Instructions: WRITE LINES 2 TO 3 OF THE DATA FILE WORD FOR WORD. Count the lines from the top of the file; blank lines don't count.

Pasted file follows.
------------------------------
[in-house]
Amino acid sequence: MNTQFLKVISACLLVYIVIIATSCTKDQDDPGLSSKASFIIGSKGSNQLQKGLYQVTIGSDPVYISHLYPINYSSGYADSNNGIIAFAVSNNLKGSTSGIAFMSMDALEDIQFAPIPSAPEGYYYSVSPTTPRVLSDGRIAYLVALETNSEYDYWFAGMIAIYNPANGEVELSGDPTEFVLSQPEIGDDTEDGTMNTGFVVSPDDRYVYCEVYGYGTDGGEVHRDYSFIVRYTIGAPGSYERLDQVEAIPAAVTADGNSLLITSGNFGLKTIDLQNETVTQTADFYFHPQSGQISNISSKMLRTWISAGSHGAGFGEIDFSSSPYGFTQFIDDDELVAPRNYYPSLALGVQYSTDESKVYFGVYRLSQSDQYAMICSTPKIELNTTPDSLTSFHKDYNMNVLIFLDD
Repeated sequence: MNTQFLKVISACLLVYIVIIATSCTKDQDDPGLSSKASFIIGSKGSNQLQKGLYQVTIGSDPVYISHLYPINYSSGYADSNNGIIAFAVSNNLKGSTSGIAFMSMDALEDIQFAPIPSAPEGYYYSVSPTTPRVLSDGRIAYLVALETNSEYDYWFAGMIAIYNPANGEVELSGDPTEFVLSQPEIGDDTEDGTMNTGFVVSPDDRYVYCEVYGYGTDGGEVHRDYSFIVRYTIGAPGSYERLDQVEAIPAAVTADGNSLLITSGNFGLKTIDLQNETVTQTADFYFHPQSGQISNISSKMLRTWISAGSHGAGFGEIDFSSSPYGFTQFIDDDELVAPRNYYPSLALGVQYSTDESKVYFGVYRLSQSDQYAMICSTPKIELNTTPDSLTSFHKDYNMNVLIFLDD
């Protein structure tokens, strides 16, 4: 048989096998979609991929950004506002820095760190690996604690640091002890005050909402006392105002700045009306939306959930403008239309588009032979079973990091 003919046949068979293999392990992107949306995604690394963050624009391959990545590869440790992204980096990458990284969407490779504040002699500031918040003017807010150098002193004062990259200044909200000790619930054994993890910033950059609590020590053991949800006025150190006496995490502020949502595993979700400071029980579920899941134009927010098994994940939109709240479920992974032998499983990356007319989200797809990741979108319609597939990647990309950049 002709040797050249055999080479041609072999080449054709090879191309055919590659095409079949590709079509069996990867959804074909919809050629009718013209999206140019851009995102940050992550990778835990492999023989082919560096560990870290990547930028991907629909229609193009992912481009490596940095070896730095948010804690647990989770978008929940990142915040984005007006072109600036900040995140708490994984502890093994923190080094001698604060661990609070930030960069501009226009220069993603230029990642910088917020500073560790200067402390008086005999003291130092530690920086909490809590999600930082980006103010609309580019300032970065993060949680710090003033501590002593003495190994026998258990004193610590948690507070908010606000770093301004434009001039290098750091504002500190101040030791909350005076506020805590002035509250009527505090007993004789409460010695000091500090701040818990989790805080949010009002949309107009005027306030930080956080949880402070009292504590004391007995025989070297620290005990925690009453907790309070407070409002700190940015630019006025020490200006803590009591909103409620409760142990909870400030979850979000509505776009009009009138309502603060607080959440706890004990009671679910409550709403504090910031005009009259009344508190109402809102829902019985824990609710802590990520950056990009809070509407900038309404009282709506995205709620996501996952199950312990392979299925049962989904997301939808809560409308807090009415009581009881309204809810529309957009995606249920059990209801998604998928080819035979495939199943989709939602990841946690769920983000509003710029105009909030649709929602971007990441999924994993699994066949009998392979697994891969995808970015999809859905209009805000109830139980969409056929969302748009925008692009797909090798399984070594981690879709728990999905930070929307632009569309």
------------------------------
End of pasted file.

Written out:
Amino acid sequence: MNTQFLKVISACLLVYIVIIATSCTKDQDDPGLSSKASFIIGSKGSNQLQKGLYQVTIGSDPVYISHLYPINYSSGYADSNNGIIAFAVSNNLKGSTSGIAFMSMDALEDIQFAPIPSAPEGYYYSVSPTTPRVLSDGRIAYLVALETNSEYDYWFAGMIAIYNPANGEVELSGDPTEFVLSQPEIGDDTEDGTMNTGFVVSPDDRYVYCEVYGYGTDGGEVHRDYSFIVRYTIGAPGSYERLDQVEAIPAAVTADGNSLLITSGNFGLKTIDLQNETVTQTADFYFHPQSGQISNISSKMLRTWISAGSHGAGFGEIDFSSSPYGFTQFIDDDELVAPRNYYPSLALGVQYSTDESKVYFGVYRLSQSDQYAMICSTPKIELNTTPDSLTSFHKDYNMNVLIFLDD
Repeated sequence: MNTQFLKVISACLLVYIVIIATSCTKDQDDPGLSSKASFIIGSKGSNQLQKGLYQVTIGSDPVYISHLYPINYSSGYADSNNGIIAFAVSNNLKGSTSGIAFMSMDALEDIQFAPIPSAPEGYYYSVSPTTPRVLSDGRIAYLVALETNSEYDYWFAGMIAIYNPANGEVELSGDPTEFVLSQPEIGDDTEDGTMNTGFVVSPDDRYVYCEVYGYGTDGGEVHRDYSFIVRYTIGAPGSYERLDQVEAIPAAVTADGNSLLITSGNFGLKTIDLQNETVTQTADFYFHPQSGQISNISSKMLRTWISAGSHGAGFGEIDFSSSPYGFTQFIDDDELVAPRNYYPSLALGVQYSTDESKVYFGVYRLSQSDQYAMICSTPKIELNTTPDSLTSFHKDYNMNVLIFLDD